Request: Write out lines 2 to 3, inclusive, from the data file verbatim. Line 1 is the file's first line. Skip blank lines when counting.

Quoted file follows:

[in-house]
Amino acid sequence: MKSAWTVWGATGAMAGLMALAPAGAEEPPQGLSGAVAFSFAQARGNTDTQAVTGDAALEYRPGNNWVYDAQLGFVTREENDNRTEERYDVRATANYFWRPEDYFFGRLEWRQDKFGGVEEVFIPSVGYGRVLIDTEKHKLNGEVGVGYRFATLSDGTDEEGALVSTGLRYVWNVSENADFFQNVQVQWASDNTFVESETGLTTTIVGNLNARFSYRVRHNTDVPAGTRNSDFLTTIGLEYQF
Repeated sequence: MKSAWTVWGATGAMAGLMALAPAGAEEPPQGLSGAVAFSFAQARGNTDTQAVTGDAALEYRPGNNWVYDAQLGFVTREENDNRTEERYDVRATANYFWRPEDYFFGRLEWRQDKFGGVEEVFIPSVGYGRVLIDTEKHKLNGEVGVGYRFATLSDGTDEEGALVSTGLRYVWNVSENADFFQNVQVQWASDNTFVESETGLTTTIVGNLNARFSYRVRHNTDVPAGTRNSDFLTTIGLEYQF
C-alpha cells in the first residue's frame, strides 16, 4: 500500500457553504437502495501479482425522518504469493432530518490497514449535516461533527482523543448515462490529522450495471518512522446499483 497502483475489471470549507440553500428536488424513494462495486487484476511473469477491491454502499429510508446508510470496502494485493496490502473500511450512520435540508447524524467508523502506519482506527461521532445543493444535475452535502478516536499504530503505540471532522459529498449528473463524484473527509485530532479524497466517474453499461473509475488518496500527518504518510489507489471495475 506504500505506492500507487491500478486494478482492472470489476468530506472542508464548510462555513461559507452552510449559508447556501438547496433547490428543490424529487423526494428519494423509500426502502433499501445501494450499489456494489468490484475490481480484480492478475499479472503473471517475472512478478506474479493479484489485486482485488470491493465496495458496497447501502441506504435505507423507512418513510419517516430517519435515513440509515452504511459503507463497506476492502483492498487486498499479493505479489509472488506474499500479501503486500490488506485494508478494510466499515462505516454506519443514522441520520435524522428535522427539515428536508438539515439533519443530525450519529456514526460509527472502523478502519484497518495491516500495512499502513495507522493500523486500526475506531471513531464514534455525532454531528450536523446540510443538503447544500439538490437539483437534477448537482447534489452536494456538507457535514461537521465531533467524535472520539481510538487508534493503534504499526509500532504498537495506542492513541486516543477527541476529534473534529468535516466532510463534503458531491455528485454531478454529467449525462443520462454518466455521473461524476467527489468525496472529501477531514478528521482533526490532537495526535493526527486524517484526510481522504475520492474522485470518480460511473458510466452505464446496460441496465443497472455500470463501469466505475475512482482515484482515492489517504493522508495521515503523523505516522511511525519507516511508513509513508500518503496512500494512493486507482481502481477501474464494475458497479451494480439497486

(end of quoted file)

Amino acid sequence: MKSAWTVWGATGAMAGLMALAPAGAEEPPQGLSGAVAFSFAQARGNTDTQAVTGDAALEYRPGNNWVYDAQLGFVTREENDNRTEERYDVRATANYFWRPEDYFFGRLEWRQDKFGGVEEVFIPSVGYGRVLIDTEKHKLNGEVGVGYRFATLSDGTDEEGALVSTGLRYVWNVSENADFFQNVQVQWASDNTFVESETGLTTTIVGNLNARFSYRVRHNTDVPAGTRNSDFLTTIGLEYQF
Repeated sequence: MKSAWTVWGATGAMAGLMALAPAGAEEPPQGLSGAVAFSFAQARGNTDTQAVTGDAALEYRPGNNWVYDAQLGFVTREENDNRTEERYDVRATANYFWRPEDYFFGRLEWRQDKFGGVEEVFIPSVGYGRVLIDTEKHKLNGEVGVGYRFATLSDGTDEEGALVSTGLRYVWNVSENADFFQNVQVQWASDNTFVESETGLTTTIVGNLNARFSYRVRHNTDVPAGTRNSDFLTTIGLEYQF